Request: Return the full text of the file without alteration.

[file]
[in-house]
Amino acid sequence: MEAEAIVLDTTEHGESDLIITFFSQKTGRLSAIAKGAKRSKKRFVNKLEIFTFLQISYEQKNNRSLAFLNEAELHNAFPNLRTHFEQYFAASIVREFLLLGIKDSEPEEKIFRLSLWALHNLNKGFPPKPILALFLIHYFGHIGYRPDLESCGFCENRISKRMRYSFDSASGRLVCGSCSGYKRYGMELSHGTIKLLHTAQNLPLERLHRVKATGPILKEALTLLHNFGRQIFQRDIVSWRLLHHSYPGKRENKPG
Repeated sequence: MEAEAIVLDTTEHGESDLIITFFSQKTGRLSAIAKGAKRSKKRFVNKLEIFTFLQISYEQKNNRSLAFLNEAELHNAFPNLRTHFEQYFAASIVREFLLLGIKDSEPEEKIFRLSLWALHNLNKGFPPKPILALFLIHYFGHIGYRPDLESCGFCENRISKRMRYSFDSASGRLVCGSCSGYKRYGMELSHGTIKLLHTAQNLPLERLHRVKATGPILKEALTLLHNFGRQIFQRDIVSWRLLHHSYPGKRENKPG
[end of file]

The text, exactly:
[in-house]
Amino acid sequence: MEAEAIVLDTTEHGESDLIITFFSQKTGRLSAIAKGAKRSKKRFVNKLEIFTFLQISYEQKNNRSLAFLNEAELHNAFPNLRTHFEQYFAASIVREFLLLGIKDSEPEEKIFRLSLWALHNLNKGFPPKPILALFLIHYFGHIGYRPDLESCGFCENRISKRMRYSFDSASGRLVCGSCSGYKRYGMELSHGTIKLLHTAQNLPLERLHRVKATGPILKEALTLLHNFGRQIFQRDIVSWRLLHHSYPGKRENKPG
Repeated sequence: MEAEAIVLDTTEHGESDLIITFFSQKTGRLSAIAKGAKRSKKRFVNKLEIFTFLQISYEQKNNRSLAFLNEAELHNAFPNLRTHFEQYFAASIVREFLLLGIKDSEPEEKIFRLSLWALHNLNKGFPPKPILALFLIHYFGHIGYRPDLESCGFCENRISKRMRYSFDSASGRLVCGSCSGYKRYGMELSHGTIKLLHTAQNLPLERLHRVKATGPILKEALTLLHNFGRQIFQRDIVSWRLLHHSYPGKRENKPG